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Sunday, February 18, 2007

Terumah, Shemos 25:31. Miksha tei’aseh hamenorah. Lending Force to Energy

Rashi here brings the Tanchuma that says that Moshe had a very hard time understanding how to make the Menorah (as Rashi also says in passuk 40). So Hashem told him to throw the gold he had been working on into the fire, and a perfect menorah came out. The Maharal asks, why then did Hashem have to show him the tavnis hamenorah shel eish, as Rashi says in 40, and command him to make it? It was obviously impossible for Moshe to fulfill that commandment! The Maharal (Gur Aryeh) answers that Moshe did attempt to make it, and as part of the crafting process put it into the fire, and only then did it come out perfected. But Moshe did make it, at least the initial imperfect stages.

The mussar haskeil is that we cannot be expected to do everything that Hashem requires from us. We are expected to have bitachon in Hashem, and trust that if He presents us with what seems to be an insurmountable challenge, we do have the potential to overcome it, and we must plan and work to the limits of our ability. When we reach the limit of our ability, having given all our kochos, we will have Siyata Dishmaya to reach our goal.
This is the pshat in the Mishnah in Pirkei Avos (2:16) that says “Lo alecha hamelacha ligmor, ve’ein atta ben chorin libateil heimenu.” And it is similar to the idea that Moshe set aside the arei miklot in the eiver hayarden even though he knew they would not be effectuated until after his death.

And now to the most important point. It is crucial to realize the similarity and the stark contrast between what happened here and what happened to Aharon at the maiseh ha’egel. (See Sfas Emes here.) There, too, Aharon threw the gold into the fire, and there, too, something came out. The point is, (and this also answers the Maharal’s kashe,) that preparation, kavana, having a goal in mind, transforms the maiseh, the act, completely. Moshe’s act, while physically identical with Aharon’s maiseh, was completely different in ruchnius. Moshe threw the gold into the fire after giving all his strength in the attempt to understand what the menorah was, and realizing that after giving all he had, he needed siyata dishmaya to achieve his goal. Aharon threw it in with no kavana at all, expecting that nothing would come of it. So when when Micha threw in the plate with the Shem Hashem on it (Shemos 32:4), the result was something Aharon never could have anticipated.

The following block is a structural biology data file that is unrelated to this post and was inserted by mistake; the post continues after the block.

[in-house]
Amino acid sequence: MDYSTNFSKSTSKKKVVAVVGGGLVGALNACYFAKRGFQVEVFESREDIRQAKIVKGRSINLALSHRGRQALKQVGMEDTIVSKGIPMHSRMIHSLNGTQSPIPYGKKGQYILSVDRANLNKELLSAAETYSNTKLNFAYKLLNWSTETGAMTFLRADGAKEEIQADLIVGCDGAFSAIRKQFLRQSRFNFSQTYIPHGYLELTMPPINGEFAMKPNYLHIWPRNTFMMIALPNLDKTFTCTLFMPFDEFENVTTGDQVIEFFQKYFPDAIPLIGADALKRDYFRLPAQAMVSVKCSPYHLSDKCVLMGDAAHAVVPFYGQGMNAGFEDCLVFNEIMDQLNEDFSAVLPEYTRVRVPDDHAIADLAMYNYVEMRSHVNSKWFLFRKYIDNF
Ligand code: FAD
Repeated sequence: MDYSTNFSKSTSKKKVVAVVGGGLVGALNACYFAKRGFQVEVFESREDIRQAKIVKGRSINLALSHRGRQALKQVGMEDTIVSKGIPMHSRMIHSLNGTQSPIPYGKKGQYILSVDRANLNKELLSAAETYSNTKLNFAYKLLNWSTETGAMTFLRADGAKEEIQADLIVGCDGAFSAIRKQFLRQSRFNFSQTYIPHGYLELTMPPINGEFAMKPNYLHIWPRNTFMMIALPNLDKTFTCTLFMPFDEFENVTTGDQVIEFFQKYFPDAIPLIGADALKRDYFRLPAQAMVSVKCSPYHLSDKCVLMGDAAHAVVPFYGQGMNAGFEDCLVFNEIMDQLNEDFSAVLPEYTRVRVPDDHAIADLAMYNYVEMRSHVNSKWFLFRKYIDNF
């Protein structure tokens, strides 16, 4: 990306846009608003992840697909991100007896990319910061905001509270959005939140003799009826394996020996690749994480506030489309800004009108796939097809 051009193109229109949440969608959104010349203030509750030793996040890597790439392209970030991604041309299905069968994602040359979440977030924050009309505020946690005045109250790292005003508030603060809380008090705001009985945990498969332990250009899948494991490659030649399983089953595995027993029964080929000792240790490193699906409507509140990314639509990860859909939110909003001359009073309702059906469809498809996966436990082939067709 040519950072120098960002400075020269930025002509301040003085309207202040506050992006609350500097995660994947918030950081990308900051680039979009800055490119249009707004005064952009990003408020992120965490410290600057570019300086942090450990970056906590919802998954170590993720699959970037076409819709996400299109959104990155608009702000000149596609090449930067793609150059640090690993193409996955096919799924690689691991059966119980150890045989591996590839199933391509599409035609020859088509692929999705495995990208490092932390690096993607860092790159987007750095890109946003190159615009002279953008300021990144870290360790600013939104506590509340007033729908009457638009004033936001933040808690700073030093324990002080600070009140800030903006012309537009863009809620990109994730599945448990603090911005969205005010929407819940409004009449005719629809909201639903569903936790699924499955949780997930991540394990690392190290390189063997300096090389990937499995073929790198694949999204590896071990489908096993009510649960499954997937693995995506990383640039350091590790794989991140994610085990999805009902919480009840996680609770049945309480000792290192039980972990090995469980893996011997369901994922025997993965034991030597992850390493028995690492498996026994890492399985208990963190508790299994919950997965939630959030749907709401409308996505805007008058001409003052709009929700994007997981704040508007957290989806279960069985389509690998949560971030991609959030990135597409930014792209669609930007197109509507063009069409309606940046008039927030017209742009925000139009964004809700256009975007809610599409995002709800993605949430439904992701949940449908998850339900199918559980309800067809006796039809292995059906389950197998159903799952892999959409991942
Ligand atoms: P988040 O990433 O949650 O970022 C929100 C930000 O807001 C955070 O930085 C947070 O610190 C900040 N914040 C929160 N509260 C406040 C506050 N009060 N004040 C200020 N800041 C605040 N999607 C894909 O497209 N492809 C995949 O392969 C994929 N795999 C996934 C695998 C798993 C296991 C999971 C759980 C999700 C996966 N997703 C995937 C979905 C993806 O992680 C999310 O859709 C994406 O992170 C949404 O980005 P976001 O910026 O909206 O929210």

Gold is inert, neutral, and unchanging. But it conducts energy very well, and when combined with power and energy, the combination creates a potent, living force. Throwing gold into a fire creates a conduit for inchoate energy, and this can have more than one result— what comes out might be an avodah zarah that spreads death and darkness through the world, or it might be a menorah that channels the kedusha of the Shechina and brings life and light to the whole world.